Intimate videos of Princess Diana will anger and upset her two sons and have been dubbed "pure exploitation" as Channel 4 comes under renewed pressure not to broadcast them in an upcoming documentary.
Made more than a quarter of a century ago, the tapes show Diana baring her soul while she was having voice coaching with Peter Settelen, in practice for her Panorama interview in 1995 where she describes her failed marriage to Charles.
In them, she describes her love for her bodyguard and outline her concerns that Palace officials wanted to take her sons away.
Her brother Earl Spencer was unable to stop the British broadcaster from showing the tapes in a documentary and royal biographer Penny Junor told the Mirror that the broadcaster's intentions showed "plain exploitation, it is ghoulish and it is immoral".
"This is just another way of exploiting Diana. It's not what Charles would want and it's clearly not what the boys would want. It will be deeply hurtful to them. I think it will cause enormous upset. And for what? To get Channel Four's viewing figures up?
"As long as the media continues with its fascination, she will never be able to rest in peace," she added.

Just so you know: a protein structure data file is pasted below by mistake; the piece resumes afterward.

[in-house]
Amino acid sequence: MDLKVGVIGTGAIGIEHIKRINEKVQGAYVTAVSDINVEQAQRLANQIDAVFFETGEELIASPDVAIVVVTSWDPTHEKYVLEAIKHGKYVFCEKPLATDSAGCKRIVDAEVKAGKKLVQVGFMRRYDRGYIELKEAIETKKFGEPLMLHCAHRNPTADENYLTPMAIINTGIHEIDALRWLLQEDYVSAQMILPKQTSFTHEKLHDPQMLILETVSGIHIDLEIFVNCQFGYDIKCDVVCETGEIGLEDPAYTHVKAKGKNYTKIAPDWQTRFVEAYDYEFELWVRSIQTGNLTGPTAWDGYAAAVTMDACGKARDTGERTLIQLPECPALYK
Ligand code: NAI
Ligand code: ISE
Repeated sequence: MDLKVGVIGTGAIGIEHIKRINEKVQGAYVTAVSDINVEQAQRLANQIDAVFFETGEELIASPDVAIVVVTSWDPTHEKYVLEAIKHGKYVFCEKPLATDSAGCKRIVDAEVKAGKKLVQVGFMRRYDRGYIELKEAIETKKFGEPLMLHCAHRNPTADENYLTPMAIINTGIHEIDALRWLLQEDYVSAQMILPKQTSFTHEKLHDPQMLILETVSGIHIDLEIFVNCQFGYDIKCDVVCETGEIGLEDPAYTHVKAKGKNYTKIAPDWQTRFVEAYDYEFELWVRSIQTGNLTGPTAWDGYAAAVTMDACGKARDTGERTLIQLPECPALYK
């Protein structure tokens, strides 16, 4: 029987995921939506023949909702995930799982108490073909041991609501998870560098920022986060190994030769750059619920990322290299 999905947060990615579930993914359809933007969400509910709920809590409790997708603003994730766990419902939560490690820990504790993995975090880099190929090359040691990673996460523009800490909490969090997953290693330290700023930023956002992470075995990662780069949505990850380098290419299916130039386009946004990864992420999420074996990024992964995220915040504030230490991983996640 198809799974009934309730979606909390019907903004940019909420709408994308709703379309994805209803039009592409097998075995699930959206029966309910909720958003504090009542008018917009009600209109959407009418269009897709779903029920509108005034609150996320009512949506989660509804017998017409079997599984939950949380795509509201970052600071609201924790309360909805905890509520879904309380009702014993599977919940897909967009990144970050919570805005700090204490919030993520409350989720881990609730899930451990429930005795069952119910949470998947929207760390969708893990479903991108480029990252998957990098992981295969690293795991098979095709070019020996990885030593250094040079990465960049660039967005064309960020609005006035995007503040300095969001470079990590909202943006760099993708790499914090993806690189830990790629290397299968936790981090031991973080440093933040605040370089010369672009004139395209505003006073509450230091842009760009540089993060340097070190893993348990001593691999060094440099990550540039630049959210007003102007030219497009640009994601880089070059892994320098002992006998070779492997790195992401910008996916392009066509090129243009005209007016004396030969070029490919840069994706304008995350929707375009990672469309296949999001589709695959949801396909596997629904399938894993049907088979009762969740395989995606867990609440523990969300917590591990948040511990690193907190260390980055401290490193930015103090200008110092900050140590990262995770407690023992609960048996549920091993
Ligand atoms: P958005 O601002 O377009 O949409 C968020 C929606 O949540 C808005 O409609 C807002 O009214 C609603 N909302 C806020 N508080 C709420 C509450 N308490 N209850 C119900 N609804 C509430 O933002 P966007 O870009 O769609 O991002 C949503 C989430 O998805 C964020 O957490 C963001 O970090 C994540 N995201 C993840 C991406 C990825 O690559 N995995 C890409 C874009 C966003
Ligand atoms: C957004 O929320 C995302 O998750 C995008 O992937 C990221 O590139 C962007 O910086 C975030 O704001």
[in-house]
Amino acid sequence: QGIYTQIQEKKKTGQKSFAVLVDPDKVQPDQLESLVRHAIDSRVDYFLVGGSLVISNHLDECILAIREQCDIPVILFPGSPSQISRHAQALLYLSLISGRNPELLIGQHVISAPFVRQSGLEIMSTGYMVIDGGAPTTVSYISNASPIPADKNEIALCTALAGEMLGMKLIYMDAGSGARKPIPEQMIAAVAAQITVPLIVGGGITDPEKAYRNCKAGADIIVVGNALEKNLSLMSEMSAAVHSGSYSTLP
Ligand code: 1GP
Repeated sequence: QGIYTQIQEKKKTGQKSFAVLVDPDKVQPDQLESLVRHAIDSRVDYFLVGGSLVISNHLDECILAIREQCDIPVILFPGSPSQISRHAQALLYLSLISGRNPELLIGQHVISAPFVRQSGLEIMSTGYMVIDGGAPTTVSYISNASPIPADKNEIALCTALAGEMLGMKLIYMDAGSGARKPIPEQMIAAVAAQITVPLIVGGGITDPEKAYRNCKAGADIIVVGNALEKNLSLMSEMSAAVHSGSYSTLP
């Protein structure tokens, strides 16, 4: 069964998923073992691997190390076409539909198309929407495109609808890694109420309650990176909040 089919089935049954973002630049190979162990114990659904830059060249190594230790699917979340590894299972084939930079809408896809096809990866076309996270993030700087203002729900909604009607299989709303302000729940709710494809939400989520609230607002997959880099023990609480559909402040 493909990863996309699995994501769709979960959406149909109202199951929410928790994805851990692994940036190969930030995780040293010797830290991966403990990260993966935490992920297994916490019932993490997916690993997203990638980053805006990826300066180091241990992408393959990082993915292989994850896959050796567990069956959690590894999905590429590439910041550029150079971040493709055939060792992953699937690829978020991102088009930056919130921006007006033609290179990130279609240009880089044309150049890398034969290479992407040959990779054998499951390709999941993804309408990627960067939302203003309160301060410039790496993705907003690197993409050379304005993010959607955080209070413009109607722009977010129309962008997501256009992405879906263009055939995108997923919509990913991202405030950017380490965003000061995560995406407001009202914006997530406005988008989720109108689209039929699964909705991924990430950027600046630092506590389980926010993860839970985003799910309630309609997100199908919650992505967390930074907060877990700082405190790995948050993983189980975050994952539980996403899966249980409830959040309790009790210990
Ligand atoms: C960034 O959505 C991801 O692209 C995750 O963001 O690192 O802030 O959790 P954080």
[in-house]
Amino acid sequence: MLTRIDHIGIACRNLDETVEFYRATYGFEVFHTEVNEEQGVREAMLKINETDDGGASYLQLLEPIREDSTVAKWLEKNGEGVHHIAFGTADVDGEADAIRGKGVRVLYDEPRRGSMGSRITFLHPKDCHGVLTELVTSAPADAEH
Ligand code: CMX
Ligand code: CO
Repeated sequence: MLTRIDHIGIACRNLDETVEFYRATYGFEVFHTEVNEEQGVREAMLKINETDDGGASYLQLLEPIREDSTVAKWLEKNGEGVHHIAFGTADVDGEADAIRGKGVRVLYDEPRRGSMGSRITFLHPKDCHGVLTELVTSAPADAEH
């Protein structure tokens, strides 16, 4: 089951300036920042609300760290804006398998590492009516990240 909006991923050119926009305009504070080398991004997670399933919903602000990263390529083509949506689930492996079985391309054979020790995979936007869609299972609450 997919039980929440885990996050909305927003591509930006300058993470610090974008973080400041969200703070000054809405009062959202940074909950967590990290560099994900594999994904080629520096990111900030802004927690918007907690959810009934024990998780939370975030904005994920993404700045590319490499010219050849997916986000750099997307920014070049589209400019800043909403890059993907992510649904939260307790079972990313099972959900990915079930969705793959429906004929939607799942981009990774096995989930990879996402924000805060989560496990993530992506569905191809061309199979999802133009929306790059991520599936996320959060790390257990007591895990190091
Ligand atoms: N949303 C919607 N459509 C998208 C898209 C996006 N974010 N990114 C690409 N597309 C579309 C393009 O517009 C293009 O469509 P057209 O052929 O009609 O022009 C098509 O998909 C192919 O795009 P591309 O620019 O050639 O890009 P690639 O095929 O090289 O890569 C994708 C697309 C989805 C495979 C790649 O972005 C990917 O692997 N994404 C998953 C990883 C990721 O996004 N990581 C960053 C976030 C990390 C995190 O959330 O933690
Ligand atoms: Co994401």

There are concerns that the opening up in an ITV documentary by Princes William and Harry about their mother may have encouraged other media outlets to attempt more intrusive films about Diana.
Ingrid Seward, author of 'Diana: The Last Words', said: "This is using Diana to make money and that is what killed her in the end."
Meanwhile, Rosa Monckton, a confidante of Diana's is writing to the channel in a bid to stop the broadcast which is scheduled for Sunday 6 August.
She told the Guardian: "This doesn't belong in the public domain. It is a betrayal of her privacy and of the family's privacy. I certainly don't think they should be broadcast."
A spokeswoman for Channel 4 said the tapes "are an important historical source" and that although the recordings were made in private, what was covered was in the public domain and showed how Diana prepared to tell her own personal story in her interview for Panorama.
"This unique portrait of Diana gives her a voice and places it front and centre at a time when the nation will be reflecting on her life and death," the spokeswoman said, according to the Guardian.